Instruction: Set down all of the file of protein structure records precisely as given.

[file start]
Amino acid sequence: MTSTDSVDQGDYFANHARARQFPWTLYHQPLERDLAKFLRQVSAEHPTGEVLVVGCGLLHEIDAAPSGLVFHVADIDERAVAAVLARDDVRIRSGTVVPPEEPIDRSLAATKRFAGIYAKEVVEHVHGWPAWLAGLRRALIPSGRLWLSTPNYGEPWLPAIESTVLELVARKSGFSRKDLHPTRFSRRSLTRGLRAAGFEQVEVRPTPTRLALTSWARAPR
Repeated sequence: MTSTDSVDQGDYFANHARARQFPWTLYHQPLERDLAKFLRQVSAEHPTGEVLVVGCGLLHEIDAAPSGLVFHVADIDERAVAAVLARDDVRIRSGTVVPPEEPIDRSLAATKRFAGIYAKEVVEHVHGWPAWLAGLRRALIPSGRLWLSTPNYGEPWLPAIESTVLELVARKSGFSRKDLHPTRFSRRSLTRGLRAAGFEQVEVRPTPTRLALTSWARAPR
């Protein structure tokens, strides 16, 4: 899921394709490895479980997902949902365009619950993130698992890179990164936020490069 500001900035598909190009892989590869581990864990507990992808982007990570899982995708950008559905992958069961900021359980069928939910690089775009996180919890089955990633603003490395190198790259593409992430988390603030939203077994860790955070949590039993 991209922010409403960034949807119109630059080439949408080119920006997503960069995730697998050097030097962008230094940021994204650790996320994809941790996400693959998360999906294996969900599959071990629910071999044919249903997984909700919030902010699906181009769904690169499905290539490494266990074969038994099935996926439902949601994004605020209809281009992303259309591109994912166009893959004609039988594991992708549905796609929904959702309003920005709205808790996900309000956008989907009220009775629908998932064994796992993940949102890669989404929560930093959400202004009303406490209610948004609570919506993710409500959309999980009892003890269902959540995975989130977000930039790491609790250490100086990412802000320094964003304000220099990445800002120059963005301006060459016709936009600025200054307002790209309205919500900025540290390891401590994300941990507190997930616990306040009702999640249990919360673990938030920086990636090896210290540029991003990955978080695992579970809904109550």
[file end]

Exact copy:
Amino acid sequence: MTSTDSVDQGDYFANHARARQFPWTLYHQPLERDLAKFLRQVSAEHPTGEVLVVGCGLLHEIDAAPSGLVFHVADIDERAVAAVLARDDVRIRSGTVVPPEEPIDRSLAATKRFAGIYAKEVVEHVHGWPAWLAGLRRALIPSGRLWLSTPNYGEPWLPAIESTVLELVARKSGFSRKDLHPTRFSRRSLTRGLRAAGFEQVEVRPTPTRLALTSWARAPR
Repeated sequence: MTSTDSVDQGDYFANHARARQFPWTLYHQPLERDLAKFLRQVSAEHPTGEVLVVGCGLLHEIDAAPSGLVFHVADIDERAVAAVLARDDVRIRSGTVVPPEEPIDRSLAATKRFAGIYAKEVVEHVHGWPAWLAGLRRALIPSGRLWLSTPNYGEPWLPAIESTVLELVARKSGFSRKDLHPTRFSRRSLTRGLRAAGFEQVEVRPTPTRLALTSWARAPR
């Protein structure tokens, strides 16, 4: 899921394709490895479980997902949902365009619950993130698992890179990164936020490069 500001900035598909190009892989590869581990864990507990992808982007990570899982995708950008559905992958069961900021359980069928939910690089775009996180919890089955990633603003490395190198790259593409992430988390603030939203077994860790955070949590039993 991209922010409403960034949807119109630059080439949408080119920006997503960069995730697998050097030097962008230094940021994204650790996320994809941790996400693959998360999906294996969900599959071990629910071999044919249903997984909700919030902010699906181009769904690169499905290539490494266990074969038994099935996926439902949601994004605020209809281009992303259309591109994912166009893959004609039988594991992708549905796609929904959702309003920005709205808790996900309000956008989907009220009775629908998932064994796992993940949102890669989404929560930093959400202004009303406490209610948004609570919506993710409500959309999980009892003890269902959540995975989130977000930039790491609790250490100086990412802000320094964003304000220099990445800002120059963005301006060459016709936009600025200054307002790209309205919500900025540290390891401590994300941990507190997930616990306040009702999640249990919360673990938030920086990636090896210290540029991003990955978080695992579970809904109550």